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How stars form


 How Stars are made up ?

Stars are formed inside scattered clouds of dust, and then spread in most galaxies, as interactions inside these clouds are stimulated when there is a lot of dust and gas, after which the gas and dust begin to fold under the influence of gravity, which leads to a rise in the temperature of the materials in the center, and thus this hot center in the heart of the introverted cloud will turn into a star. Three-dimensional models of star formation showed that clouds consisting of compressed gas and dust that rotate in a circular shape will disintegrate into two or three points, and this explains why the majority of stars in the Milky Way exist in the form of pairs or groups, and it should be noted that not all of these materials turn into stars, as the remaining dust can become planets, asteroids, comets or remain dust as it is.
How stars are made up

Star life cycle

The star goes through several stages of different mass from its formation to its death as follows:

  • Low-mass stars: Low-mass stars can only melt the element hydrogen, and when the hydrogen fades, the fusion process is successful, and then the star begins to shrink until it turns into a white dwarf.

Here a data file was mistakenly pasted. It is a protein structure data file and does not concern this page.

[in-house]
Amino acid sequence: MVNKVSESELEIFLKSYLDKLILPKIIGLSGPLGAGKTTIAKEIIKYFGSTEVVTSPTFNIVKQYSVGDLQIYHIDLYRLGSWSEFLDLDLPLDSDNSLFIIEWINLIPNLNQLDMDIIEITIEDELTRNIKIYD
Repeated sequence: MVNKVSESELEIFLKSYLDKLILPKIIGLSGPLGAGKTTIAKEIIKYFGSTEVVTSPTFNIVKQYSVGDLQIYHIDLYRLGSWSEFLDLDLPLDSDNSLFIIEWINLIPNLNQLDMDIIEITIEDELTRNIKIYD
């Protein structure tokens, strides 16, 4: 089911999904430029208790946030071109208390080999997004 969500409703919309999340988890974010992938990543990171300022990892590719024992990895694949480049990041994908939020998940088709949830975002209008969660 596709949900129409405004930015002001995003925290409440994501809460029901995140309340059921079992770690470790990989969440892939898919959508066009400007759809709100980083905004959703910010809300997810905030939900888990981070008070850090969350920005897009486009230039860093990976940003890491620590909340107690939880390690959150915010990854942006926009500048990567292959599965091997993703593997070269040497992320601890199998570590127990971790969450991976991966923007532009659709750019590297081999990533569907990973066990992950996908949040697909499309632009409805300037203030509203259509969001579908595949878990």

•   Medium-mass stars: Medium-mass stars swell until they become red giants, then spew planetary nebulae through very large explosions before shrinking and becoming a white dwarf.
  •  Stars with high mass: they are either exposed to a carbon explosion or to additional melting cycles, which lead to the formation of heavy elements, such as iron, which appears as a result of the fusion of silicon, which contributes to its accumulation in the center, and thus increase the mass of the nucleus Chandrasekhar (English: Chandrasekhar), so that its mass becomes about 1.44 times greater than the mass of the sun, and thus the star collapses.

Star Forming Elements

Stars are made up of a group of elements: 99% gas. 
1% dust. 
The gas in the Milky Way consists of: 70% hydrogen. 
28% helium. 
2% heavier elements than helium.